Brexit has dominated British politics since the country’s narrow vote to leave the bloc in June 2016, opening deep political and social wounds which remain raw.
But both sides are now keen to move on to a new future.
Prime Minister Boris Johnson called Brexit “a new beginning in our country’s history and a new relationship with the EU as their biggest ally”.
“This moment is finally upon us and now is the time to seize it,” he added. The British pound surged to a 2.5-year peak against the US dollar before the long-awaited departure from the single market.
Legally, Britain left the EU on January 31 but has been in a standstill transition period during fractious talks to secure a free-trade agreement with Brussels, which was finally clinched on Christmas Eve.
Once the transition ends, EU rules will no longer apply, with the immediate consequence being an end to the free movement of more than 500 million people between Britain and the 27 EU states.
Customs border checks will be back for the first time in decades, and despite the free-trade deal, queues and disruption from additional paperwork are expected.
Symbolic departure – Britain
A financial and diplomatic big-hitter plus a major NATO power — is the first member state to leave the EU, which was set up to forge unity after the horrors of World War II.
The EU has lost 66 million people and an economy worth $2.85 trillion, but Brexit, with its appeal to nationalist populism, also triggered fears other disgruntled members could follow suit.
“It’s been a long road. It’s time now to put Brexit behind us. Our future is made in Europe,” Commission president Ursula von der Leyen said on Wednesday, as she signed the trade pact.
British pro-Brexit newspapers hailed the new post-EU era. “A new dawn for Britain,” said the Daily Mail. The Sun said: “The New Year marks a glorious new chapter.”
The Daily Express evoked wartime prime minister Winston Churchill and called 11:00 pm the country’s “finest hour”.
But the Daily Telegraph, where Johnson made his name as a Brussels-bashing Europe correspondent, sounded a note of caution, with the EU having long been blamed for the country’s ills.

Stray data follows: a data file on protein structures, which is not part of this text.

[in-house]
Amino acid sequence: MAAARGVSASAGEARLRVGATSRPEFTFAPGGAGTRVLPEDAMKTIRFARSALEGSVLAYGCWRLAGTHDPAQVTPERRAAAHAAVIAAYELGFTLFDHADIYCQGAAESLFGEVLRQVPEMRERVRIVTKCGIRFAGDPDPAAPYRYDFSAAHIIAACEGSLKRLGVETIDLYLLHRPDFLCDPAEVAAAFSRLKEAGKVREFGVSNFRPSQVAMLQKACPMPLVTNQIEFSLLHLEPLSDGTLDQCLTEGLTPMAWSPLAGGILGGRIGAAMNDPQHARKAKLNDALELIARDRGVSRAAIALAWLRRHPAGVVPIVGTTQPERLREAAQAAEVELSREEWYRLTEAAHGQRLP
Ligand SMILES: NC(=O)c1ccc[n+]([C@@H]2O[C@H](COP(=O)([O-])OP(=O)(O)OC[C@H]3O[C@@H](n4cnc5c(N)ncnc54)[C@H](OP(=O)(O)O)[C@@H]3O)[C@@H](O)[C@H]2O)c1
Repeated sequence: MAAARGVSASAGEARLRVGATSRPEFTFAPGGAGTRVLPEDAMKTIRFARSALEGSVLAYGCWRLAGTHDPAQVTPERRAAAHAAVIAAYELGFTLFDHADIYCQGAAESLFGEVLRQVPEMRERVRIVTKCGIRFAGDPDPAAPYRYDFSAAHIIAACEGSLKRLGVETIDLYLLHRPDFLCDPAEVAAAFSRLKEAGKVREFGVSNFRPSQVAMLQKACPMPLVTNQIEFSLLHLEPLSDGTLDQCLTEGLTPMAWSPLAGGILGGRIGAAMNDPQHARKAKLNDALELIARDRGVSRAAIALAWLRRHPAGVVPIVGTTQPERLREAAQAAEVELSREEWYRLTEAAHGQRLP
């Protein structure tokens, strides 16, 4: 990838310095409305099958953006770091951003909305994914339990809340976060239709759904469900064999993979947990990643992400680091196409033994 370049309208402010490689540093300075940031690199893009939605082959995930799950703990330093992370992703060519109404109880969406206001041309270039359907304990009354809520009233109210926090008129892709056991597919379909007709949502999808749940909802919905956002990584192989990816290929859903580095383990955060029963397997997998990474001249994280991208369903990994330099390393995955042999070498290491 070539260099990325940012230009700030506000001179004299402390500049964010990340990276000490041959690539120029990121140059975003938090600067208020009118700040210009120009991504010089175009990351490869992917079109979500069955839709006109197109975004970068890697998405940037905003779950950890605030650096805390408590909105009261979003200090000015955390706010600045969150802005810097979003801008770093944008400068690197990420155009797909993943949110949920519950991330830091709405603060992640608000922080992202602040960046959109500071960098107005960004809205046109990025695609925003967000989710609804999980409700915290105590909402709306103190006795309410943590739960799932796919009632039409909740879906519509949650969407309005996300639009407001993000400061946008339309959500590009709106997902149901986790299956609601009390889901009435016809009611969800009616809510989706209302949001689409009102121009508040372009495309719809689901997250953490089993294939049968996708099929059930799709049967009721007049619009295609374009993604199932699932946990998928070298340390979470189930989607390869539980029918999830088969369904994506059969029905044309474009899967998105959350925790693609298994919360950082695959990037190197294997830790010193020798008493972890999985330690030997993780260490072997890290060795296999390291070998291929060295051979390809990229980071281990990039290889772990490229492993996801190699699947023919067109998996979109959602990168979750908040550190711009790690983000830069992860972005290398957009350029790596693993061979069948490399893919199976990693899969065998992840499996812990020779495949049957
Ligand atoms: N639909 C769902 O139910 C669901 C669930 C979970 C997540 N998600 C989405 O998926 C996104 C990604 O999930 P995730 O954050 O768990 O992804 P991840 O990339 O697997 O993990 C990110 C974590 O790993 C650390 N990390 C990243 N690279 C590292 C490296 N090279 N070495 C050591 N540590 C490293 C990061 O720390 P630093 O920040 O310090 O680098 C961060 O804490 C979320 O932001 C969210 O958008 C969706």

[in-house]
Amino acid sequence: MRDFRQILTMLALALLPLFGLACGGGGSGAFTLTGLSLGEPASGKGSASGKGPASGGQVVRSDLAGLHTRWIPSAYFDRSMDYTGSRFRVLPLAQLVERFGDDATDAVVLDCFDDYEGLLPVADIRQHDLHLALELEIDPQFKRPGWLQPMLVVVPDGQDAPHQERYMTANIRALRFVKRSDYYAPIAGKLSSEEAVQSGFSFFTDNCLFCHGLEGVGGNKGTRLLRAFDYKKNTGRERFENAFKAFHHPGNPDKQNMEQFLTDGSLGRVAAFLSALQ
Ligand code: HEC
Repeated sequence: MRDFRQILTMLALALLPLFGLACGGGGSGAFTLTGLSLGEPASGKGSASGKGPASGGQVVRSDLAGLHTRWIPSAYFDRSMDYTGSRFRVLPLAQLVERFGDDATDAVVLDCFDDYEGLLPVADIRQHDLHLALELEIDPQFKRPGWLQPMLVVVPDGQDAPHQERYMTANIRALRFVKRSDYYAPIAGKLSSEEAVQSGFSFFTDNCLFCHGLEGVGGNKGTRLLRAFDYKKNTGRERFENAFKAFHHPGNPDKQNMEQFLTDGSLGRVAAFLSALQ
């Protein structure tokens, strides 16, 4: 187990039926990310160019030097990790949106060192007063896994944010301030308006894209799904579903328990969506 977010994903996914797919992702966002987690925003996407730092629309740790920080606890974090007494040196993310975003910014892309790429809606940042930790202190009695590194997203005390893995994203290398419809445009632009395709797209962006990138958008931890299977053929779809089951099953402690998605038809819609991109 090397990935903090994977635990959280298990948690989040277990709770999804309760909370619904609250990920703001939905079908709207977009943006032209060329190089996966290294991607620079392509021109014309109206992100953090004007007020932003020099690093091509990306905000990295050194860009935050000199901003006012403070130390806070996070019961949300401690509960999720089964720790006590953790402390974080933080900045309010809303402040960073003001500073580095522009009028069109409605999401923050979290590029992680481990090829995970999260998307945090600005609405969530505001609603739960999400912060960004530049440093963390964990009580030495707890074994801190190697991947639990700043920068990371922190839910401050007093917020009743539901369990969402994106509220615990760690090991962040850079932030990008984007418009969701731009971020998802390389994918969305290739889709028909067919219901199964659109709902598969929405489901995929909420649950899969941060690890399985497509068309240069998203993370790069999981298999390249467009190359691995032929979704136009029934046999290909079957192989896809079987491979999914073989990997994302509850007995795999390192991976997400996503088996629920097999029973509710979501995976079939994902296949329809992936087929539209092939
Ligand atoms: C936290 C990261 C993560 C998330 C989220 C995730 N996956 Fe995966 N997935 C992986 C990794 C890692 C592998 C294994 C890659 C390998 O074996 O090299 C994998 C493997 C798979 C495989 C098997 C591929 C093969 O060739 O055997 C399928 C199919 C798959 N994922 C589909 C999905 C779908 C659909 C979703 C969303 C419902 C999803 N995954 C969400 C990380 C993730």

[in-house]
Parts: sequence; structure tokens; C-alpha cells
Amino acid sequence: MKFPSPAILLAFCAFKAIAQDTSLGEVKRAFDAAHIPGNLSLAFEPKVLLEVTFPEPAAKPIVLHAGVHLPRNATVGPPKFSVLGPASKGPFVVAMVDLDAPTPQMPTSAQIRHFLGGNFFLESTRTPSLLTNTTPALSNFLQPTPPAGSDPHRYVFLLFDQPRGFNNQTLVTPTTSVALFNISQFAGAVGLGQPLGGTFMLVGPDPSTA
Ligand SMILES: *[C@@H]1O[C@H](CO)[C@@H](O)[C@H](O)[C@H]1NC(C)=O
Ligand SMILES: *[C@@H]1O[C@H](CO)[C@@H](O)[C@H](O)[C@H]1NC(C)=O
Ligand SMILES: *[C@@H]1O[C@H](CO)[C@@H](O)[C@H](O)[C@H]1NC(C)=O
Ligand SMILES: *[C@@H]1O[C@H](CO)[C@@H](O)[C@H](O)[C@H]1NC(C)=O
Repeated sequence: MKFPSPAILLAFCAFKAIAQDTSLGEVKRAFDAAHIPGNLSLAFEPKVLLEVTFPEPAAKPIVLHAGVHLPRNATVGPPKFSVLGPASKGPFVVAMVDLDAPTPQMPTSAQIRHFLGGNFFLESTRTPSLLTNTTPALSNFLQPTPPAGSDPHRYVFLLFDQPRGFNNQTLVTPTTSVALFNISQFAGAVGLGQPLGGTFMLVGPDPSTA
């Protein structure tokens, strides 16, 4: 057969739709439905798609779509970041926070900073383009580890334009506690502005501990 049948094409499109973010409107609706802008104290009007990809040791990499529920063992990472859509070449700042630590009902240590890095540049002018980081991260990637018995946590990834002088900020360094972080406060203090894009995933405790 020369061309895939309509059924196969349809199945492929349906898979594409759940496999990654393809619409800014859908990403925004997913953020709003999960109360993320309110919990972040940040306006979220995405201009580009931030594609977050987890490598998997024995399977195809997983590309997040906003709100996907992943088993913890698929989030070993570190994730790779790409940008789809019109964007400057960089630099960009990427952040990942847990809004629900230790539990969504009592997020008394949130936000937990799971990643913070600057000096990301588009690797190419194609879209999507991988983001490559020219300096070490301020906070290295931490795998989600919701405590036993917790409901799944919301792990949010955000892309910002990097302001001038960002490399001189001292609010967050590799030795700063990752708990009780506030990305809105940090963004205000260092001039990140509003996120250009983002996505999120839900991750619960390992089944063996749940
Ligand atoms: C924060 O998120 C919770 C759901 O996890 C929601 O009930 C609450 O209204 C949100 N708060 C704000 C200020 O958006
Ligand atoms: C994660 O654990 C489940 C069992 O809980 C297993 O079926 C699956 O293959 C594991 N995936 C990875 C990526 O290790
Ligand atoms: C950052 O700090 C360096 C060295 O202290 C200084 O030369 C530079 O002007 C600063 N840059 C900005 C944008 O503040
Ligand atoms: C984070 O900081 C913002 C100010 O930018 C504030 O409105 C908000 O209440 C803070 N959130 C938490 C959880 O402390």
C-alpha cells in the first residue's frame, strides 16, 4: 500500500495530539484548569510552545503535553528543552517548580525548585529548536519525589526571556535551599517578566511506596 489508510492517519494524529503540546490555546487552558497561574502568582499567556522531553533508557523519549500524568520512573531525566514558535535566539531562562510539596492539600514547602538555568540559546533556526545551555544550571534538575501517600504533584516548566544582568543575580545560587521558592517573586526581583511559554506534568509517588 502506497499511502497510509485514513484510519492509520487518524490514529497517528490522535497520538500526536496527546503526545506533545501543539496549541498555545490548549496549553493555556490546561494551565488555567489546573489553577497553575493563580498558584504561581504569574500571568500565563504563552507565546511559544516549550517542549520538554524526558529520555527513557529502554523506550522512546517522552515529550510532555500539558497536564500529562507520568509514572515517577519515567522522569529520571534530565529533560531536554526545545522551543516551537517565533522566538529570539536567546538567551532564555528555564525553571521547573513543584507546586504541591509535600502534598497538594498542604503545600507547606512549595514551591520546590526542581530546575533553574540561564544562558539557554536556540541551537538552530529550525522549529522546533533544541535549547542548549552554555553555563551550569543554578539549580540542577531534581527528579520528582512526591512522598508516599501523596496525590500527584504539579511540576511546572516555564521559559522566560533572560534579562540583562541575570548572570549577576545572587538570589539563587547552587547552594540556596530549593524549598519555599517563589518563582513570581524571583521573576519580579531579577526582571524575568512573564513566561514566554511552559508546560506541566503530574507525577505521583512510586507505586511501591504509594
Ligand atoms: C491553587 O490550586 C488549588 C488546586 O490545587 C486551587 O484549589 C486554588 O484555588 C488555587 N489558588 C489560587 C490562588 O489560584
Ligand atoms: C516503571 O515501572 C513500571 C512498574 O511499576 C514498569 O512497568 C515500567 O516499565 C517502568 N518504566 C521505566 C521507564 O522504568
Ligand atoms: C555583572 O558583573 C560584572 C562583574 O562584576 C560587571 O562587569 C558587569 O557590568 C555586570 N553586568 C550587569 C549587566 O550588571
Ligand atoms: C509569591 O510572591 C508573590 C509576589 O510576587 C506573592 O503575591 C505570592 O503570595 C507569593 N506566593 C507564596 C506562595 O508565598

“Politicians will have to get used to bearing much greater responsibilities than they have been used to while the UK has been in the EU,” it said.
In January, flag-waving Brexiteers led by populist anti-EU former lawmaker Nigel Farage cheered and pro-EU “remainers” mourned.
But no formal events are planned for the end of the transition.
Public gatherings are banned due to the coronavirus outbreak, which has claimed more than 72,000 lives and infected more than 2.4 million in Britain, including Johnson himself.
Johnson is looking not only to a future free of Covid but also of rules set in Brussels, as Britain forges its own path for the first time since it joined the then European Economic Community in 1973.
On Wednesday, he hailed regulatory approval of Oxford University and AstraZeneca‘s Covid vaccine, and a “new beginning” for a prosperous, more globally focused Britain.
As well as ensuring tariff- and quota-free access to the EU’s 450 million consumers, Britain has recently signed trade deals with countries including Japan, Canada, Singapore and Turkey.
It is also eyeing another with India, where Johnson plans to make his first major trip as prime minister next month, and with incoming US president Joe Biden‘s administration.
In the short term, all eyes will be closer to home and focused on how life outside the EU plays out in practical terms, from changes in pet passports to driving licence rules.
That includes disruption at the ports, stoking fears of food and medicine shortages, as well as delays to holidaymakers and business travellers used to seamless travel in the EU.
British fishermen are disgruntled at a compromise to allow continued access for EU boats in British waters.
The key financial services sector also faces an anxious wait to learn on what basis it can keep dealing with Europe, after being largely omitted from the trade deal.
Northern Ireland’s border with EU member state Ireland will be closely watched to ensure movement is unrestricted — a key plank of a 1998 peace deal that ended 30 years of violence over British rule.
And in Scotland, where most opposed Brexit, Johnson faces a potential constitutional headache from a resurgent independence movement.